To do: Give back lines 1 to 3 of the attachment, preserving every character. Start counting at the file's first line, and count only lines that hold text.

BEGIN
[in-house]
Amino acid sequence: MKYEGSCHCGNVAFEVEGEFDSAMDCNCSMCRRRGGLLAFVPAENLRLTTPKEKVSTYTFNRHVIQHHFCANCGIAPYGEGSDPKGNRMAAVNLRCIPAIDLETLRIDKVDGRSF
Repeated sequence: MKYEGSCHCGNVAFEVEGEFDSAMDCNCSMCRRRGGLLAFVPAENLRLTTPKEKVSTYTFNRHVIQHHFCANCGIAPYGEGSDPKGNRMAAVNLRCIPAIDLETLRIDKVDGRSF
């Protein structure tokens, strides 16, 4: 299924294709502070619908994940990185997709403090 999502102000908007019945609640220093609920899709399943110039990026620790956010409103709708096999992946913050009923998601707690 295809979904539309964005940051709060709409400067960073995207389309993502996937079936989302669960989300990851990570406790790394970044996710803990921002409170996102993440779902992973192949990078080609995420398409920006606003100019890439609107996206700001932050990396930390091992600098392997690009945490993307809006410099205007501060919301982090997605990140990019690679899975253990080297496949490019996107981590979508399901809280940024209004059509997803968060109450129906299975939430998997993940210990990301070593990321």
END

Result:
[in-house]
Amino acid sequence: MKYEGSCHCGNVAFEVEGEFDSAMDCNCSMCRRRGGLLAFVPAENLRLTTPKEKVSTYTFNRHVIQHHFCANCGIAPYGEGSDPKGNRMAAVNLRCIPAIDLETLRIDKVDGRSF
Repeated sequence: MKYEGSCHCGNVAFEVEGEFDSAMDCNCSMCRRRGGLLAFVPAENLRLTTPKEKVSTYTFNRHVIQHHFCANCGIAPYGEGSDPKGNRMAAVNLRCIPAIDLETLRIDKVDGRSF